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abstract = "Introduction: Age and Charlson comorbidity index (CCI) affect life expectancy (LE) and other-cause mortality (OCM) in non-metastatic prostate cancer (nmPCa) patients. We examined their ability to predict OCM in individuals treated with radical prostatectomy (RP), brachytherapy (BT), external beam radiation (EBRT) androgen deprivation (ADT) or observation. We postulated that these variables are not sufficient to explain OCM and LE patterns according to different treatment types. Patients and methods: We relied on the SEER–Medicare database from 1991 to 2009. Overall, 283,125 patients with non-metastatic prostate cancer aged ≥66 years were treated with RP (15.5{\%}), BT (13.9{\%}), EBRT (21.4{\%}), ADT alone (16.3{\%}) or observation (32.8{\%}). Cumulative incidence of OCM and LE was stratified by treatment type and adjusted for age and CCI. Competing risks regression was also used. Results: OCM rates vary according to treatment, despite age and CCI adjustment. In RP or BT patients, LE exceeds 10 years, regardless of age and CCI. Conversely, a 10-year LE is not reached by patients >74 years treated with observation or ADT. In OCM competing risks regression, age, CCI and treatment type achieved independent predictor status (all p < 0.001). Conclusion: In patients with nmPCa, neither age nor CCI can accurately estimate OCM or LE in excess of 10 years. Primary treatment assignment is a strong determinant of OCM and LE, where RP and BT patients enjoy better OCM and LE rates than observation ADT or EBRT patients. In consequence, better clinical tools are needed to accurately assess OCM and LE in those settings.",
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AU - Boehm, Katharina

AU - Dell’Oglio, Paolo

AU - Tian, Zhe

AU - Capitanio, Umberto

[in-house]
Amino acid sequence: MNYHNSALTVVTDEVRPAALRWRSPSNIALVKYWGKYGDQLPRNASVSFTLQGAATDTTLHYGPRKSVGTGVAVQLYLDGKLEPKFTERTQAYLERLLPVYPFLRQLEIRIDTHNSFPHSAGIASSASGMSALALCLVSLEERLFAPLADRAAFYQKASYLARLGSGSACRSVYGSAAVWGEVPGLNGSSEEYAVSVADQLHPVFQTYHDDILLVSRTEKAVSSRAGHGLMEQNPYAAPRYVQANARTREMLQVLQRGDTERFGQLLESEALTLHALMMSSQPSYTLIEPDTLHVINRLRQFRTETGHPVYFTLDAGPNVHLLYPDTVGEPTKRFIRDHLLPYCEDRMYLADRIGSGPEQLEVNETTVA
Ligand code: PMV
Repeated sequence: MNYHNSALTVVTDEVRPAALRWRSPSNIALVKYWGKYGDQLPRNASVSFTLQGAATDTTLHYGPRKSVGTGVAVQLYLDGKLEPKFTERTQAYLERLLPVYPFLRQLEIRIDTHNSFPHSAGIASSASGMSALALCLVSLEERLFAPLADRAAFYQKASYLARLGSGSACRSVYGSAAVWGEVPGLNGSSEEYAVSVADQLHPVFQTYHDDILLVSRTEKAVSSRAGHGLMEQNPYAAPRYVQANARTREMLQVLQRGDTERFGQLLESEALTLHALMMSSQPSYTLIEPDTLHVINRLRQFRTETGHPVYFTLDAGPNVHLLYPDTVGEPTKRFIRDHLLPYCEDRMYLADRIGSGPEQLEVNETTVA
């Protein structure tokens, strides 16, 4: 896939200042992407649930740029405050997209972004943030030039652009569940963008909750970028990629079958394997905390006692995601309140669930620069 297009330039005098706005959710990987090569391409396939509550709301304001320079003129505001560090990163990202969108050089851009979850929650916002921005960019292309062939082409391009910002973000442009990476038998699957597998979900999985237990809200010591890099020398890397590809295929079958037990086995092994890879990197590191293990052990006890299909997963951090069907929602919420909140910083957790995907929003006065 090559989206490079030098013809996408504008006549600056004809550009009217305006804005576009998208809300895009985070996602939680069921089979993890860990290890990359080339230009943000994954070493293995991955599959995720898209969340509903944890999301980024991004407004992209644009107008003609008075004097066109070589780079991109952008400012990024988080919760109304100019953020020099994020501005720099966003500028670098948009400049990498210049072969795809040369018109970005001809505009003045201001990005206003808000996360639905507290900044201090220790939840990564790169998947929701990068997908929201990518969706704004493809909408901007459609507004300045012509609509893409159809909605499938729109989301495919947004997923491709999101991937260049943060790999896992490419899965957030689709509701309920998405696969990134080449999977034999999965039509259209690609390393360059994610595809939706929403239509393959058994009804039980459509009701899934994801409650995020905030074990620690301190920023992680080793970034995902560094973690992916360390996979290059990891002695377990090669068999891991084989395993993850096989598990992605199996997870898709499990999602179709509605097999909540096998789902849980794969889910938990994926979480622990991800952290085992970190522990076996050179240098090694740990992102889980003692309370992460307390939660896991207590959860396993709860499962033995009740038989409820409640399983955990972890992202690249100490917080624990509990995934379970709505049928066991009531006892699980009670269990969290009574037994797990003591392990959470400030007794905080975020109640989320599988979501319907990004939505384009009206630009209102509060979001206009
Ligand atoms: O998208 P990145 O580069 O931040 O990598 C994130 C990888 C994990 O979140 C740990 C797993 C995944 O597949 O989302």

AU - Chun, Felix K H

AU - Tilki, Derya

AU - Haferkamp, Axel

AU - Saad, Fred

AU - Montorsi, Francesco

AU - Graefen, Markus

AU - Karakiewicz, Pierre I.

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AB - Introduction: Age and Charlson comorbidity index (CCI) affect life expectancy (LE) and other-cause mortality (OCM) in non-metastatic prostate cancer (nmPCa) patients. We examined their ability to predict OCM in individuals treated with radical prostatectomy (RP), brachytherapy (BT), external beam radiation (EBRT) androgen deprivation (ADT) or observation. We postulated that these variables are not sufficient to explain OCM and LE patterns according to different treatment types. Patients and methods: We relied on the SEER–Medicare database from 1991 to 2009. Overall, 283,125 patients with non-metastatic prostate cancer aged ≥66 years were treated with RP (15.5%), BT (13.9%), EBRT (21.4%), ADT alone (16.3%) or observation (32.8%). Cumulative incidence of OCM and LE was stratified by treatment type and adjusted for age and CCI. Competing risks regression was also used. Results: OCM rates vary according to treatment, despite age and CCI adjustment. In RP or BT patients, LE exceeds 10 years, regardless of age and CCI. Conversely, a 10-year LE is not reached by patients >74 years treated with observation or ADT. In OCM competing risks regression, age, CCI and treatment type achieved independent predictor status (all p < 0.001). Conclusion: In patients with nmPCa, neither age nor CCI can accurately estimate OCM or LE in excess of 10 years. Primary treatment assignment is a strong determinant of OCM and LE, where RP and BT patients enjoy better OCM and LE rates than observation ADT or EBRT patients. In consequence, better clinical tools are needed to accurately assess OCM and LE in those settings.

KW - Competing risks analysis

KW - Elderly patients

KW - Life expectancy

KW - Mortality

KW - Prostate cancer

KW - Radical prostatectomy